Queen’s duo awarded for work on cutting-edge teaching tool

Posted on January 22, 2016

BASICS, new web app helps instructors focus on learning outcomes

Jake and Nat

NAVIGATING A PARADIGM SHIFT: Queen's staffers Natalie Simper and Jake Kaupp are building tools to help instructors develop new teaching techniques.

Queen’s staff Jake Kaupp and Natalie Simper are being honoured by the university for their contribution to the development of a new web application that aims to help instructors emphasize and measure student learning outcomes more precisely and deliberately than ever before.

Kaupp works with the Faculty of Engineering and Applied Science, Simper in the Office of the Provost. Together they’re collaborating with Information Technology Services (ITS) to develop BASICS. It’s a prototype web tool that helps guide instructors, step-by-step, toward new and innovative ways of teaching curricula; ways that emphasize and measure student progress in areas of critical thinking, creative thinking and problem solving.

“We’re asking instructors, ‘How can we take you from a holistic approach to teaching these concepts in your courses to being a bit more explicit?’” says Kaupp. “Let’s identify where you’re measuring them, then develop strategies to actually move students forward in those skills.”

“It’s designed to support instructors with assessment strategies to prompt student development of cognitive skills,” adds Simper. “Students often have to guess what’s in the instructor’s head but this helps instructors communicate to students more clearly what it is they are expected to do.”

It may seem at first like a very subtle shift in thinking for instructors, some of whom already have decades of teaching experience, but it represents the new paradigm universities and funders around the world have been moving toward for some time. It’s a shift that will likely loom even larger in Ontario over the next two years.  


SUPPORTING MATERIAL: Though simply sitting down and playing with BASICS can be helpful to instructors, Simper and Kaupp have developed processes and accompanying documentation to help make the app more accessible.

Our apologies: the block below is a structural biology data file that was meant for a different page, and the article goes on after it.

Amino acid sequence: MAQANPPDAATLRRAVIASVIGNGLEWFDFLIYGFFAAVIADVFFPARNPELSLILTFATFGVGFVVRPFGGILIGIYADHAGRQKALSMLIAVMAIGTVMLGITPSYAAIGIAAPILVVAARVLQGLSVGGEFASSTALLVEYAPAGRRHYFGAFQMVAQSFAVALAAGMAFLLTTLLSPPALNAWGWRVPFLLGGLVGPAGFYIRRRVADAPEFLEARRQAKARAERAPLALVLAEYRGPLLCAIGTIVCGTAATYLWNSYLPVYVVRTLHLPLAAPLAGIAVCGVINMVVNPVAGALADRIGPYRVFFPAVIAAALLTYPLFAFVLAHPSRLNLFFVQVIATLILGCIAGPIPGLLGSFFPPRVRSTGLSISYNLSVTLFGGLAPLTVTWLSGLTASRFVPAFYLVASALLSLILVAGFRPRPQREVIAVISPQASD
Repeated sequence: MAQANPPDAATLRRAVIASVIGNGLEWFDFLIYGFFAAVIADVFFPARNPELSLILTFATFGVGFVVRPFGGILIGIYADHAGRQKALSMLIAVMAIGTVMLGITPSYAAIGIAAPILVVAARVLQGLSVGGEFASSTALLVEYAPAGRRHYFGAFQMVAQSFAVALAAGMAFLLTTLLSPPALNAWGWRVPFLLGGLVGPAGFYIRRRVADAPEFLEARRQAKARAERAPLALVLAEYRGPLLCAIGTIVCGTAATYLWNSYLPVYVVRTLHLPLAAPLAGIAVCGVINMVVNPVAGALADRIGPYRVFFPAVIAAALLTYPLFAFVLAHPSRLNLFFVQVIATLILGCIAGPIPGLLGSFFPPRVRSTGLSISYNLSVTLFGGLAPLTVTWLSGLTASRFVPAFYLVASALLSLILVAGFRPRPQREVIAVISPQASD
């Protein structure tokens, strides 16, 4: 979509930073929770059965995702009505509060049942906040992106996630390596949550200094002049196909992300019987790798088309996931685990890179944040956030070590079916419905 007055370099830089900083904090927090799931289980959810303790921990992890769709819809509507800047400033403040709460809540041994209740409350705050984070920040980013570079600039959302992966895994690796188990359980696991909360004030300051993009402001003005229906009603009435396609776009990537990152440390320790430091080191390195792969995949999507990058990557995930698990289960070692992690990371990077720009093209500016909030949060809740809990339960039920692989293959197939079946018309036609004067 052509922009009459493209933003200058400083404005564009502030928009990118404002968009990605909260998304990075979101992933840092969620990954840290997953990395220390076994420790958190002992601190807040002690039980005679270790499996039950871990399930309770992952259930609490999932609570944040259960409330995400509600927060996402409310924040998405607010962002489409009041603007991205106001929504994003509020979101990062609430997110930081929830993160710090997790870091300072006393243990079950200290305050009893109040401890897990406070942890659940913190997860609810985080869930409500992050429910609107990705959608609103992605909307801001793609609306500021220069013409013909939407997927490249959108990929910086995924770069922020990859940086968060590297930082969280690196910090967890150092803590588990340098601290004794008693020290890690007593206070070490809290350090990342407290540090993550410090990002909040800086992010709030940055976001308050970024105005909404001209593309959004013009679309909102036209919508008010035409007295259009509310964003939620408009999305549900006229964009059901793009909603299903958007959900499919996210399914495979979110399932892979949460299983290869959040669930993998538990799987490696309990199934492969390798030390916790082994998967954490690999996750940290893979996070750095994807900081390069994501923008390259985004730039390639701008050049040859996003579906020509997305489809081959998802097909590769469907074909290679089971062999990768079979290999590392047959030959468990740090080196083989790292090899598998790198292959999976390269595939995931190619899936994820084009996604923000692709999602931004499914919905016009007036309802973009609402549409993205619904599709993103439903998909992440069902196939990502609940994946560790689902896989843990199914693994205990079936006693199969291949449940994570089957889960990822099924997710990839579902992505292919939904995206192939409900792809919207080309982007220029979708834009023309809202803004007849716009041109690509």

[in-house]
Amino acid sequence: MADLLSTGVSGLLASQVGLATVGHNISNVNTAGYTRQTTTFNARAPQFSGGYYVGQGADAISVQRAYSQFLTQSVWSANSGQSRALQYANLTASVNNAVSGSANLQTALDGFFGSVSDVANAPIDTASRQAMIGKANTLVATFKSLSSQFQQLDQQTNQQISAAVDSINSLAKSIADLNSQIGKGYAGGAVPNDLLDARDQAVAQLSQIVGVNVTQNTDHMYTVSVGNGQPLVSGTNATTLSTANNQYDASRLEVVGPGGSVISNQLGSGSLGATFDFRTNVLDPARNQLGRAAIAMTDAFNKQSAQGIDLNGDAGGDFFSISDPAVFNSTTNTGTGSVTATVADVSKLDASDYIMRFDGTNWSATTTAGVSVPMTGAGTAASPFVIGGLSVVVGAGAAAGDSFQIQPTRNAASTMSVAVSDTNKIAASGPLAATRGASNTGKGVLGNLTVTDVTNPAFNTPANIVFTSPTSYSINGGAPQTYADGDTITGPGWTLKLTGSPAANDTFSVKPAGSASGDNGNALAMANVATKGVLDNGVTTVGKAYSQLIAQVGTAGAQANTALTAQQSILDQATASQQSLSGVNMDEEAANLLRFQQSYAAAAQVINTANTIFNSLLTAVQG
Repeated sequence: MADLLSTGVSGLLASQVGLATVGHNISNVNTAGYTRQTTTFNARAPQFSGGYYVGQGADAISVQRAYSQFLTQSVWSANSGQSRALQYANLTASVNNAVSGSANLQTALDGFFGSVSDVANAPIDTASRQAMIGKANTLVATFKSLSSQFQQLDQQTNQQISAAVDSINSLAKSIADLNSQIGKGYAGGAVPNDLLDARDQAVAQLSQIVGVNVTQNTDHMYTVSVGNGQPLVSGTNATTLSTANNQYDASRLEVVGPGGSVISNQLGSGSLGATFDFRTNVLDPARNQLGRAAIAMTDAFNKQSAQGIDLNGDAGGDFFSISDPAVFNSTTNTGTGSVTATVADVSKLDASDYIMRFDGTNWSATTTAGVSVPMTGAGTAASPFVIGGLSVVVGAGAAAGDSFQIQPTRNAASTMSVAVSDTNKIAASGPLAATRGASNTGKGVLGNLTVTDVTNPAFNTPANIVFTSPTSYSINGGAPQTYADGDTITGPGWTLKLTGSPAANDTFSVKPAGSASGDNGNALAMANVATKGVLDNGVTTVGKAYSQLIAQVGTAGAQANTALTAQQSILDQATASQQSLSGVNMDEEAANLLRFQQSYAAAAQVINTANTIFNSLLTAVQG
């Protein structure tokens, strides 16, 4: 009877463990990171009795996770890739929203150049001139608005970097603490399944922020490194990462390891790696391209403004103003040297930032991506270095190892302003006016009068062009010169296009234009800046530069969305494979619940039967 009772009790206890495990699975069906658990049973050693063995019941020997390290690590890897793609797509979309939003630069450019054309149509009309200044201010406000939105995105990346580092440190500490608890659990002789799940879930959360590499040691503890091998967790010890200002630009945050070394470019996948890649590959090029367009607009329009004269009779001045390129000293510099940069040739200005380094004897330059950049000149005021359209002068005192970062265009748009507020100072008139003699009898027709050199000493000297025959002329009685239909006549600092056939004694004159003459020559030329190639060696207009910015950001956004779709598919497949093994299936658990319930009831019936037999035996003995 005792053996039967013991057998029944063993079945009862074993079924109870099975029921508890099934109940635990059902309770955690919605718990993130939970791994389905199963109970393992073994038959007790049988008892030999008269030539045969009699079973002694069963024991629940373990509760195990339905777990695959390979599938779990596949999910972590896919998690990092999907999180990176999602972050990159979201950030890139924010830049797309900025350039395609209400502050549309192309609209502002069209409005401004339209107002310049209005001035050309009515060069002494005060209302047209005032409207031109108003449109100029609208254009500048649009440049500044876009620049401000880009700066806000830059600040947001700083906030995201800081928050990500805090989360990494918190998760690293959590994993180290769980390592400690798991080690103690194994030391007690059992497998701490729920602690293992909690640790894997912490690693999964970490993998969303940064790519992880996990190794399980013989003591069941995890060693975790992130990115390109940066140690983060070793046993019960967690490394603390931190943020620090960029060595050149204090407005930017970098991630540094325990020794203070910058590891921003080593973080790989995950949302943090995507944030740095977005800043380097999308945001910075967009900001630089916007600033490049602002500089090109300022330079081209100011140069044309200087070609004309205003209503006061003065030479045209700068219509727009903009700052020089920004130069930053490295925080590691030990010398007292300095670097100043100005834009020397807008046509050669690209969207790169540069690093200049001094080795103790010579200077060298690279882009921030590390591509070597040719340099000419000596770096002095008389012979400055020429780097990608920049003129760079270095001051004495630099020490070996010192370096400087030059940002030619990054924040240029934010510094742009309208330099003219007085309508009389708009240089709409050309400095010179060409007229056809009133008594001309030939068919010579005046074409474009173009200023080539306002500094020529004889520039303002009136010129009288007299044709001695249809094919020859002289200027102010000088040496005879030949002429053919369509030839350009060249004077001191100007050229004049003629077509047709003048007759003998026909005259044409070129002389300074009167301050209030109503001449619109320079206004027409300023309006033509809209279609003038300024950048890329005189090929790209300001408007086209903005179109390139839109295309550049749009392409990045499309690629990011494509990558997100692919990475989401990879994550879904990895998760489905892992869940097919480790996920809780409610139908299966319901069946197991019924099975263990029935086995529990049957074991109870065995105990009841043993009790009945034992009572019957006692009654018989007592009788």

In December a consultation committee submitted a report to the Ministry of Training, Colleges and Universities outlining fundamental changes to how the province determines annual funding levels to each of Ontario’s 20 public universities. The funding formulae are complex and nuanced but, too-simply put, the lion’s share of provincial support has, since the 1960s, been determined on a per-student basis: the more students a university has enrolled, the more money it gets from the province. The world has changed a lot in 50 years and so the new funding model mandates a shift toward an emphasis on learning outcomes: the more effective the instructors, the more capable the graduates, the more funding support a given university stands to earn from the province.

The new model is designed not only to aim for best outcomes for students graduating into their working lives but also to ensure Ontario’s universities equip them to best satisfy society’s need for skill and labour. But in order to adapt to the new model, educators need to develop new ways of thinking about teaching and new ways of measuring outcomes that perhaps formerly seemed too abstract for precision metrics and therefore best left solely to instructors’ intuition and style.

Paradigm shifts are often chaotic and this one is a difficult exercise even for seasoned post-secondary educators. It requires a whole new vocabulary and re-evaluation of traditional approaches to pedagogy while simultaneously maintaining standards for current students and continuing to serve research demands. It’s difficult, too, for education researchers like Kaupp and Simper not least because tools and vocabulary to aid new approaches need somehow to be equally meaningful, relevant and effective across many and varied disciplines, from engineering to social sciences. It’s a tough task for everyone.

All this to say Kaupp and Simper’s app, BASICS, dovetails nicely with that shift as just one tool to help instructors ensure students succeed. And it’s Kaupp’s and Simper’s contribution with BASICS to the art and science of teaching that’s being recognized with the Educational Technology Award, one of the Principal’s Learning and Teaching Awards.

“In the end it’s all about focus on the student for the student’s success,” says Kaupp. “It’s not about you as an educator or a teacher. It's about doing something to help your students achieve the best they can and to be able to demonstrate key things at the finale of a course or program.”

Kaupp and Simper are scheduled to receive the Educational Technology Award, one of the Principal’s Learning and Teaching Awards, sponsored by Information Technology Services (ITS) at a ceremony scheduled for 4:30pm,  Wednesday, January 27, at the Agnes Etherington Art Centre at Queen's.

BASICS is still a work in progress and is intended for use in conjunction with other tools but Kaupp and Simper encourage any Queen’s instructors who might be interested to try it out here. Additional information about BASICS and how it can help instructors can be had by contacting Simper or Kaupp.

BASICS is a project of the Queen’s University Learning Outcomes Project and the Engineering Graduate Attribute Development Project.